the end

He holds your hand in both of his, sitting on that cracked top step, his face grim and vulnerable with tender resolution. “It’ll work out. I’ll work it out.”

You stand before him, panic quickening your heart. “What are you saying?”

“I’ll move.”

He meets your eyes, his conviction exposed, and your breath is gone. But surely he knew?

Surely he knew this was the end.

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we waste our lights in vain

Mercutio: I talk of dreams,
Which are the children of an idle brain,
Begot of nothing but vain fantasy,
Which is as thin of substance as the air
And more inconstant than the wind

Romeo & Juliet, Act 1, Scene 4

 

I’ll never forget the first time I saw Romeo & Juliet. I was young, and despite knowing the outcome of the tragic love story I was unprepared for the realness of the characters, the truth of their emotions, and the stark, gut-wrenching inevitability of the climactic scene which left me breathless and shaken to my core, unearthing emotions I hadn’t encountered in my short life but which, somehow, I understood.

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knausgård & pancakes

For the heart, life is simple: it beats for as long as it can. Then it stops.

– Karl Ove Knausgård, Min Kamp

It seems, beyond all reasonable conjecture, that the latest literary sensation is not epic fantasy or young adult drama or even adult colouring books, but something altogether new and unexpected — a Nordic fictional memoir in six volumes.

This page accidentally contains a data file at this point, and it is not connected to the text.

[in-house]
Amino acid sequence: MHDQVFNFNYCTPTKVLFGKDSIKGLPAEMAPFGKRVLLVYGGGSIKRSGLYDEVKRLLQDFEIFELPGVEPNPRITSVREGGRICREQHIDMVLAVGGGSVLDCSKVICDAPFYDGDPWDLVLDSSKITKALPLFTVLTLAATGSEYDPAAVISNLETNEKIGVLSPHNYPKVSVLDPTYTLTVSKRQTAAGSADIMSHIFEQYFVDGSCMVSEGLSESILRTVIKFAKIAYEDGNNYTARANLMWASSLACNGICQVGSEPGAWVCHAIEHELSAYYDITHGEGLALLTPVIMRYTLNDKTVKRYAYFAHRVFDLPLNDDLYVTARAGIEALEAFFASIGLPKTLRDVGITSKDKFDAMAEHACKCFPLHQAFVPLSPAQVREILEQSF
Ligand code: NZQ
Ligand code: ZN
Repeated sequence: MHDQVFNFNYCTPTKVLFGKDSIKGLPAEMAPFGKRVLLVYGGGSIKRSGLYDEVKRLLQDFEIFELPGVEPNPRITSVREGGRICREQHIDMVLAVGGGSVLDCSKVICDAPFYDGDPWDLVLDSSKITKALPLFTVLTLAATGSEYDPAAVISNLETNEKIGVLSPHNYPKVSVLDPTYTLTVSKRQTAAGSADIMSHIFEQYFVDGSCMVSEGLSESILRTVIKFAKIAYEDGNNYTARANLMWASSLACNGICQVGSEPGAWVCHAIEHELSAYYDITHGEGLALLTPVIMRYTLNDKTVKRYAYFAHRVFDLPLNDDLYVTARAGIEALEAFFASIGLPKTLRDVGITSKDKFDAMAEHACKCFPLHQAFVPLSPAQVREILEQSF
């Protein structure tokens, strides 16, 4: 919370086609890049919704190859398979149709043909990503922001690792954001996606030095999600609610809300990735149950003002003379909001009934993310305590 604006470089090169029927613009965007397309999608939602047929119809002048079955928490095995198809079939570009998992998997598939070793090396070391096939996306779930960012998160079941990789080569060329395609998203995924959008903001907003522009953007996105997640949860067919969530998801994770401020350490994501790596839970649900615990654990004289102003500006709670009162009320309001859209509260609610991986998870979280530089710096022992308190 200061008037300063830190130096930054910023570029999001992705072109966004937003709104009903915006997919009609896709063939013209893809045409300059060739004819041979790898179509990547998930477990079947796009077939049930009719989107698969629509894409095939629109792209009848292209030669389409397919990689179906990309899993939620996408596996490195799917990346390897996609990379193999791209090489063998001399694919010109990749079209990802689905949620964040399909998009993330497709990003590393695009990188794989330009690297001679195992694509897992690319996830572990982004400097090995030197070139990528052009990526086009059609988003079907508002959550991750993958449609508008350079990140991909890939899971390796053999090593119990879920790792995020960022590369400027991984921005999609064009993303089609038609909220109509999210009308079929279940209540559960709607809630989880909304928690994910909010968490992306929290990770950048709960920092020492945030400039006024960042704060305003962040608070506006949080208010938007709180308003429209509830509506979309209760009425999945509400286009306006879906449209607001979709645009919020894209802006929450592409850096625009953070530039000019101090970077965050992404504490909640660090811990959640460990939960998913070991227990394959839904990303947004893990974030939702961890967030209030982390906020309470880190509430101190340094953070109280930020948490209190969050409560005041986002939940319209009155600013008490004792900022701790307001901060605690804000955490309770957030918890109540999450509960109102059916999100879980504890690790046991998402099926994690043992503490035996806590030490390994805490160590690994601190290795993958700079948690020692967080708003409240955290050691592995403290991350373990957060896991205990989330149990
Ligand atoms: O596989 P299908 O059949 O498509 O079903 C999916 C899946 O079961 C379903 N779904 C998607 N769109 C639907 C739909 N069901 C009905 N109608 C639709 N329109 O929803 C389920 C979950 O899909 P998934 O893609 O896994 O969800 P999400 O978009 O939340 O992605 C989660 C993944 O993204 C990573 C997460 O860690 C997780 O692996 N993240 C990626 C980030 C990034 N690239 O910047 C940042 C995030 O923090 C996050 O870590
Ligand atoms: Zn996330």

You heard right. A six-volume memoir. Why, you may ask, would anyone’s life be worth six volumes of text, let alone someone who is only several decades into his life? And then, more to the point, why on earth would anyone want to read the whole damn thing?

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richard linklater, stop playing with my heart

Few movies have the boldness to be both utterly romantic and painstakingly realistic, holding our emotional response in some sort of excruciating stasis between hope and despair, made all the more raw by the immensely empathetic nature of the lives and thoughts and feelings of the two central characters. This movie came out in 2004, a year before I first visited Paris, and now the two are inextricably linked in my mind. I cannot visit Shakespeare & Co without imagining that heartbreakingly casual reconnection between Jesse and Celine, nine years in the making.

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